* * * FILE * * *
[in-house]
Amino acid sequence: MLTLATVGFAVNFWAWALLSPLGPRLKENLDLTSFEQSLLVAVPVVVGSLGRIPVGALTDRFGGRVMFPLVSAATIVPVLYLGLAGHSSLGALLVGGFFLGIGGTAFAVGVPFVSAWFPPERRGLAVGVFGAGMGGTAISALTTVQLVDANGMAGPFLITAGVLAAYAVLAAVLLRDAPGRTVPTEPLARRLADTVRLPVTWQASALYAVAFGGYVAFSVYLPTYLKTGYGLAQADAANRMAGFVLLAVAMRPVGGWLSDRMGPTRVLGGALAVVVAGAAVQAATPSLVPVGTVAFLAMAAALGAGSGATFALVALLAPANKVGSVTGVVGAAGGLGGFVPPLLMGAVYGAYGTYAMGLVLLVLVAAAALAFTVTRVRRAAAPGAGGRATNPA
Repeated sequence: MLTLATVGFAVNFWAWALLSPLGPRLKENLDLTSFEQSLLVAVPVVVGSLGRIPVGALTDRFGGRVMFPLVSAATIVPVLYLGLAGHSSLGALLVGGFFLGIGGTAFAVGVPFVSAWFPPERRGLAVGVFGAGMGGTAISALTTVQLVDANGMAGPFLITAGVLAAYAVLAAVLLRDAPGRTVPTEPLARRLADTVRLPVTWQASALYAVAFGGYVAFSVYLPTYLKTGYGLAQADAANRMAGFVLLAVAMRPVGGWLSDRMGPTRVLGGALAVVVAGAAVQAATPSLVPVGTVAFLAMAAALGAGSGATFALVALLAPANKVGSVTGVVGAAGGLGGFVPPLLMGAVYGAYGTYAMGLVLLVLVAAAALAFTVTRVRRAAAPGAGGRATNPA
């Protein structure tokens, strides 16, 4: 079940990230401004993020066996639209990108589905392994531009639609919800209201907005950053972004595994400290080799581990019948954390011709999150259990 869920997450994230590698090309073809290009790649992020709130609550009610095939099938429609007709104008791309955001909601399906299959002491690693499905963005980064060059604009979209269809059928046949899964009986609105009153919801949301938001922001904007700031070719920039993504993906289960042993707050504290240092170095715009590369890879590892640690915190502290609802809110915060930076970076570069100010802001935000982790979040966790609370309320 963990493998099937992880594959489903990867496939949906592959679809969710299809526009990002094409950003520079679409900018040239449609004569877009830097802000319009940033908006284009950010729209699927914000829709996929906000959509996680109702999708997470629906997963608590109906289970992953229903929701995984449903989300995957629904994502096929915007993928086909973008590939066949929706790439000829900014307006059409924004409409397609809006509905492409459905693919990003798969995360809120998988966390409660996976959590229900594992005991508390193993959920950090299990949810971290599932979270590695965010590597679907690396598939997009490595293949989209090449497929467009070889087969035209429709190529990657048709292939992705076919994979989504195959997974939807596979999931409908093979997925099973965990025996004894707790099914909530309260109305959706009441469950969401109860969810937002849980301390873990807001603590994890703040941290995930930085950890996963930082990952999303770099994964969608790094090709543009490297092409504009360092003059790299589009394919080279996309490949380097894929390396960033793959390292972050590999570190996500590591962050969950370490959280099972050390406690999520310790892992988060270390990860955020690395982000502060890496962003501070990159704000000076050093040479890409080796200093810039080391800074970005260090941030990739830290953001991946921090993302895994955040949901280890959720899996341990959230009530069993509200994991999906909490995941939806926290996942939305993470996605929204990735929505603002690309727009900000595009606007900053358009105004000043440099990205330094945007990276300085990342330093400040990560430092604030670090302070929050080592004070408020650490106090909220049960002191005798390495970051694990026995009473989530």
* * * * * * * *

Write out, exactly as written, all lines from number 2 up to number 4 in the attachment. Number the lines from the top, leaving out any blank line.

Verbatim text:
Amino acid sequence: MLTLATVGFAVNFWAWALLSPLGPRLKENLDLTSFEQSLLVAVPVVVGSLGRIPVGALTDRFGGRVMFPLVSAATIVPVLYLGLAGHSSLGALLVGGFFLGIGGTAFAVGVPFVSAWFPPERRGLAVGVFGAGMGGTAISALTTVQLVDANGMAGPFLITAGVLAAYAVLAAVLLRDAPGRTVPTEPLARRLADTVRLPVTWQASALYAVAFGGYVAFSVYLPTYLKTGYGLAQADAANRMAGFVLLAVAMRPVGGWLSDRMGPTRVLGGALAVVVAGAAVQAATPSLVPVGTVAFLAMAAALGAGSGATFALVALLAPANKVGSVTGVVGAAGGLGGFVPPLLMGAVYGAYGTYAMGLVLLVLVAAAALAFTVTRVRRAAAPGAGGRATNPA
Repeated sequence: MLTLATVGFAVNFWAWALLSPLGPRLKENLDLTSFEQSLLVAVPVVVGSLGRIPVGALTDRFGGRVMFPLVSAATIVPVLYLGLAGHSSLGALLVGGFFLGIGGTAFAVGVPFVSAWFPPERRGLAVGVFGAGMGGTAISALTTVQLVDANGMAGPFLITAGVLAAYAVLAAVLLRDAPGRTVPTEPLARRLADTVRLPVTWQASALYAVAFGGYVAFSVYLPTYLKTGYGLAQADAANRMAGFVLLAVAMRPVGGWLSDRMGPTRVLGGALAVVVAGAAVQAATPSLVPVGTVAFLAMAAALGAGSGATFALVALLAPANKVGSVTGVVGAAGGLGGFVPPLLMGAVYGAYGTYAMGLVLLVLVAAAALAFTVTRVRRAAAPGAGGRATNPA
């Protein structure tokens, strides 16, 4: 079940990230401004993020066996639209990108589905392994531009639609919800209201907005950053972004595994400290080799581990019948954390011709999150259990 869920997450994230590698090309073809290009790649992020709130609550009610095939099938429609007709104008791309955001909601399906299959002491690693499905963005980064060059604009979209269809059928046949899964009986609105009153919801949301938001922001904007700031070719920039993504993906289960042993707050504290240092170095715009590369890879590892640690915190502290609802809110915060930076970076570069100010802001935000982790979040966790609370309320 963990493998099937992880594959489903990867496939949906592959679809969710299809526009990002094409950003520079679409900018040239449609004569877009830097802000319009940033908006284009950010729209699927914000829709996929906000959509996680109702999708997470629906997963608590109906289970992953229903929701995984449903989300995957629904994502096929915007993928086909973008590939066949929706790439000829900014307006059409924004409409397609809006509905492409459905693919990003798969995360809120998988966390409660996976959590229900594992005991508390193993959920950090299990949810971290599932979270590695965010590597679907690396598939997009490595293949989209090449497929467009070889087969035209429709190529990657048709292939992705076919994979989504195959997974939807596979999931409908093979997925099973965990025996004894707790099914909530309260109305959706009441469950969401109860969810937002849980301390873990807001603590994890703040941290995930930085950890996963930082990952999303770099994964969608790094090709543009490297092409504009360092003059790299589009394919080279996309490949380097894929390396960033793959390292972050590999570190996500590591962050969950370490959280099972050390406690999520310790892992988060270390990860955020690395982000502060890496962003501070990159704000000076050093040479890409080796200093810039080391800074970005260090941030990739830290953001991946921090993302895994955040949901280890959720899996341990959230009530069993509200994991999906909490995941939806926290996942939305993470996605929204990735929505603002690309727009900000595009606007900053358009105004000043440099990205330094945007990276300085990342330093400040990560430092604030670090302070929050080592004070408020650490106090909220049960002191005798390495970051694990026995009473989530």